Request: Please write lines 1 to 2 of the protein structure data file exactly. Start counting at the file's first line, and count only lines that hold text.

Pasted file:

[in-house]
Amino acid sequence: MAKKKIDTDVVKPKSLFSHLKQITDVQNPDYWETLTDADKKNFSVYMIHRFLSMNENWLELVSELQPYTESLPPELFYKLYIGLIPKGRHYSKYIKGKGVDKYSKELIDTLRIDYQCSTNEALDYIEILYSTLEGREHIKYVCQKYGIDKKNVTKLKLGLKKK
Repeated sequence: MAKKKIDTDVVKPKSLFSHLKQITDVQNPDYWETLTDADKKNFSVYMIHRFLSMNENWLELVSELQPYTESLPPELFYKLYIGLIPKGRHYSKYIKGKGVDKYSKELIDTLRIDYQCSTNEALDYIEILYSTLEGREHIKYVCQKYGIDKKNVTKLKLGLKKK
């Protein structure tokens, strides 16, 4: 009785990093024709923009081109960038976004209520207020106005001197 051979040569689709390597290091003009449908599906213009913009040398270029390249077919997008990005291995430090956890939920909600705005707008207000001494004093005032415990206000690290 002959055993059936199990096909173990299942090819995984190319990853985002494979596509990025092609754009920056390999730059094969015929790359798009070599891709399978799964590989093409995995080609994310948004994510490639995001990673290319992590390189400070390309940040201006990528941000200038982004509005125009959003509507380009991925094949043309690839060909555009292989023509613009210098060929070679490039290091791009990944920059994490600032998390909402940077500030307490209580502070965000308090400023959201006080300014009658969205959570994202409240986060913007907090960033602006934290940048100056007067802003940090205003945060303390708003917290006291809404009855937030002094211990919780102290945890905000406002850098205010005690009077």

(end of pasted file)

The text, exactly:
[in-house]
Amino acid sequence: MAKKKIDTDVVKPKSLFSHLKQITDVQNPDYWETLTDADKKNFSVYMIHRFLSMNENWLELVSELQPYTESLPPELFYKLYIGLIPKGRHYSKYIKGKGVDKYSKELIDTLRIDYQCSTNEALDYIEILYSTLEGREHIKYVCQKYGIDKKNVTKLKLGLKKK